Questions:  How do Ionesco's characters communicate to each other?  What is he trying to say about modern life?

Vladimir Nabakov:  Lolita (1955)

Nabakov's book was banned, burned and censored for showing in detail the sexual relationship between a middle-aged man and a girl of twelve.

Oh, I had to keep a very sharp eye on Lo, little limp Lo! Owing perhaps to constant amorous exercise, she radiated, despite her very childish appearance, some special languorous glow which threw garage fellows, hotel pages, vacationists, goons in luxurious cars, maroon morons near blued pools, into fits of concupiscence which might have tickled my pride, had it not incensed my jealousy. For little Lo was aware of that glow of hers, and I would often catch her coulant un regard in the direction of some amiable male, some grease monkey. with a sinewy golden-brown forearm and watch-braceleted wrist, and hardly had I turned my back to go and buy this very Lo a lollipop, than I would hear her and the fair mechanic burst into a perfect love song of wisecracks. When during our longer stops, I would relax after a particularly violent morning in bed, and out of the goodness of my lulled heart allow her—indulgent Hum!—to visit the rose garden or children's library across the street with a motor court neighbor's plain little Mary and Mary's eight-year old brother, Lo would come back an hour late, with barefoot Mary trailing farbehind, and the little boy metamorphosed into two gangling, golden-haired high school uglies, all muscles and gonorrhea. The reader may well imagine what I answered my pet when—rather uncertainly, I admit—she would ask me if she could go with Carl and Al here to the roller-skating rink. I remember the first time, a dusty windy afternoon, I did let her go to one such rink. Cruelly she said it would be no fun if I accompanied her, since that time of day was reserved for teenagers. We wrangled out a compromise: I remained in the car, among other (empty) cars with their noses to the canvastopped open-air rink, where some fifty young people, mainly in pairs, were endlessly rolling round and round to mechanical music, and the wind silvaed the trees. Dolly wore blue jeans and white high shoes, as most of the other girls did. I kept counting the revolutions of the rolling crowd—and suddenly she was missing. When she rolled past again, she was together with three hoodlums whom I had heard analyze a moment before the girl...from the outside—and jeer at a lovely leggy young thing who had arrived clad in red shorts instead of those jeans orslacks.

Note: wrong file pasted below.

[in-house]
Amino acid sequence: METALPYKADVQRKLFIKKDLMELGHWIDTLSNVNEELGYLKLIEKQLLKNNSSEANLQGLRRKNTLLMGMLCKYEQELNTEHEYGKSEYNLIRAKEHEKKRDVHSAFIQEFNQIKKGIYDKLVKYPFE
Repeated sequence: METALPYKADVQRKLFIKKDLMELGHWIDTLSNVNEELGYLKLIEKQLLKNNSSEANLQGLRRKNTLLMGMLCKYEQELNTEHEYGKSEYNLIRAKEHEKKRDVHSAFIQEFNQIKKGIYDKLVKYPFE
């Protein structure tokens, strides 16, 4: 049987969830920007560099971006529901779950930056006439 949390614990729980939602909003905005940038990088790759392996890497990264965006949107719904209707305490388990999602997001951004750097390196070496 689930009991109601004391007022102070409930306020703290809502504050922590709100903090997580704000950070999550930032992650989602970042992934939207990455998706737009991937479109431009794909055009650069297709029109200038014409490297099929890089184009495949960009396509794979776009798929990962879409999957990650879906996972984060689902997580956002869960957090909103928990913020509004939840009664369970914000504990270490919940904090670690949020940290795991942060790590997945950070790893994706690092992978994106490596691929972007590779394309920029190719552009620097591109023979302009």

At inspection stations on highways entering Arizona or California, a policeman's cousin would peer with such intensity at us that my poor heart wobbled. "Any honey?" he would inquire, and every time my sweet fool giggled. I still have, vibrating all along my optic nerve, visions of Lo on horseback, a link in the chain of a guided trip along a bridle trail: Lo bobbing at a walking pace, with an old woman rider in front and a lecherous red-necked dude-rancher behind; and I behind him, hating his fat flowery-shirted back even more fervently than a motorist does a slow truck on a mountain road. Or else, at a ski lodge, I would see her floating away from me, celestial and solitary, in an ethereal chairlift, up and up, to a glittering summit where laughing athletes stripped to the waist were waiting for her, for her.

         In whatever town we stopped I would inquire, in my polite European way, about the whereabouts of natatoriums, museums, local schools, the number of children in the nearest school and so forth- and at school bus time, smiling and twitching a little (I discovered this tic nerveux because cruel Lo was the first to mimic it), I would park at a strategic point, with my vagrant schoolgirl beside me in the car, to watch the children leave school—always a pretty sight. This sort of thing soon began to bore my so easily bored Lolita, and, having a childish lack of sympathy for other people's whims, she would insult me and my desire to have her caress me while blue-eyed little brunettes in blue shorts, copperheads in green boleros, and blurred boyish blondes in faded slacks passed by in the sun.